What happened to tens of thousands of Mennonites who were arrested in the Soviet Union in the 1930s and '40s and then disappeared? That's the question researchers are beginning to find the answers to.

The Centre for Transnational Mennonite Studies at the University of Winnipeg has been given access to KGB files in Ukraine to help in the search for answers. Dr. Aileen Friesen, co-director of the centre, says people can contact them if one of their loved ones was caught up in that tragedy.

"Many times, people would just disappear from their lives and they had absolutely no answers as to what had happened to their loved ones. And so these files offer some insight into, first of all, the experience that these men and women underwent as they were interrogated by Soviet authorities and then, their actual fate, so what happened to them. Some were sent into exile in Siberia, some were simply executed a few months after their arrest. These are the types of answers that these files can give us."

Friesen cautions there are still instances where there are no records for some of the victims.

"In some cases, people have given us names and we haven't been able to find information. In other cases, we've been able to find basic information and in further cases, we've been able to find information and files about what happened to that person."

She cautions that in cases where they do locate these records, the outcomes were usually not good.

"They are often as dark as everyone suspected. Multiple times, we've had to give the information to family members that their grandfather was shot, or their great grandfather was shot or their uncles were shot. They suspected it happened, but it's never been confirmed. It isn't a pleasant part of this to give them that news, but we hope that they appreciate the closure that this allows them to have."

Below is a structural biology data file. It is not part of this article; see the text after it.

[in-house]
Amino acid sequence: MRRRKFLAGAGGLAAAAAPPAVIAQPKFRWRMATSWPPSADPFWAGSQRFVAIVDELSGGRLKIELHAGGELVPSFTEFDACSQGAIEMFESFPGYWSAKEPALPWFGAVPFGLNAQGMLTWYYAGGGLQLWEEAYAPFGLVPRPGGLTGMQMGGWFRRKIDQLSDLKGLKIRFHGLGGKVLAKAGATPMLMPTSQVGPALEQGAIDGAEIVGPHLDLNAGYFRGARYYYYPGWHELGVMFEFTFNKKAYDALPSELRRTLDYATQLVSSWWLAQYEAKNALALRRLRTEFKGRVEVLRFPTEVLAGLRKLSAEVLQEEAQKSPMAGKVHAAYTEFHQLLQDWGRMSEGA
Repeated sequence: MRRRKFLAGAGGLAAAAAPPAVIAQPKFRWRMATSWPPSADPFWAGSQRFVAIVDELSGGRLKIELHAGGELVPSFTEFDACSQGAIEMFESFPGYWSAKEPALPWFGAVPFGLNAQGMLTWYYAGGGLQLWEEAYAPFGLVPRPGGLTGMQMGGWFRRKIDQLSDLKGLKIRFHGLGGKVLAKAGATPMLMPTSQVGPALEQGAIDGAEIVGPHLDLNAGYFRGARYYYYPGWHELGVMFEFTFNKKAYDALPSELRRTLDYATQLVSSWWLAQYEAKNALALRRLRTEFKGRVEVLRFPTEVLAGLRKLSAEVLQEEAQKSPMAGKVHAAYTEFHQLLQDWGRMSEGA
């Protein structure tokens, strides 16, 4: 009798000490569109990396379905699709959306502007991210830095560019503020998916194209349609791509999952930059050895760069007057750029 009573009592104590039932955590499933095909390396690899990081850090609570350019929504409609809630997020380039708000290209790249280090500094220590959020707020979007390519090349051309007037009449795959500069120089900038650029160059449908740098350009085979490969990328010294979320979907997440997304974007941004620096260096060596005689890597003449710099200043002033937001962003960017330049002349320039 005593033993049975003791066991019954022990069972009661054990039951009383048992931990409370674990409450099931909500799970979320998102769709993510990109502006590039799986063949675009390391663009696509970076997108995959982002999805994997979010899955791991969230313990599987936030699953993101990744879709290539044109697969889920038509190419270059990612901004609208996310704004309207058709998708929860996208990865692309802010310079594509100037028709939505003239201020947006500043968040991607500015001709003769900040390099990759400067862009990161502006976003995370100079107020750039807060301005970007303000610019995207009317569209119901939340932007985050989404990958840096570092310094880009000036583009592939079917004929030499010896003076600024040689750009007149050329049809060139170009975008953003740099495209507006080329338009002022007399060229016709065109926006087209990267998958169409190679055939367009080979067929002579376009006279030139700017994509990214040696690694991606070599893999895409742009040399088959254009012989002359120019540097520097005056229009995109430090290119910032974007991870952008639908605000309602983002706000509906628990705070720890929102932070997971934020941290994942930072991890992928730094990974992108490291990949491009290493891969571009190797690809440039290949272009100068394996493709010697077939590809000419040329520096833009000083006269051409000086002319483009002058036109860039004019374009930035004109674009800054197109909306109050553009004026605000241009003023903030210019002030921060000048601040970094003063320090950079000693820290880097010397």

Friesen says the access to KGB files is also enabling historians like her to glean other information about Mennonites in the Soviet Union during that era. She gives an example.

"One of the files that I discovered was the file of Aaron Toews. Aaron Toews was one of the last ministers of Chortitza, the first village in the first settlement that Mennonites established after being invited by Catherine the Great. From the information that they give, we can see that the church was still functioning in the early 1930s. There is a reference to Aaron Toews' authority among Mennonites, as a minister, which is something that is quite interesting and helps us think about this era and how churches survived under Soviet repression."

The Centre for Transnational Mennonite Studies (CTMS) wants to help families of thousands of missing Mennonites find closure. Families searching for information on their missing family members simply need to send the name of the family member, date and place of birth, and names of their parents to ctms@uwinnipeg.ca. CTMS personnel will then search the archives for information on the missing person. If any information can be found, the data will be forwarded to the family members. CTMS will also link family members to translators in Ukraine and Canada.

In addition, CTMS wants to create an archival repository of these stories at the Mennonite Heritage Archives in Winnipeg. People with family stories, photographs, letters, and diaries from the 1930s and 1940s will be asked to donate copies to preserve the experience of Mennonites during this tumultuous period in history.

The program is made possible due to funding from the Paul Toews Fellowship in Russian Mennonite History.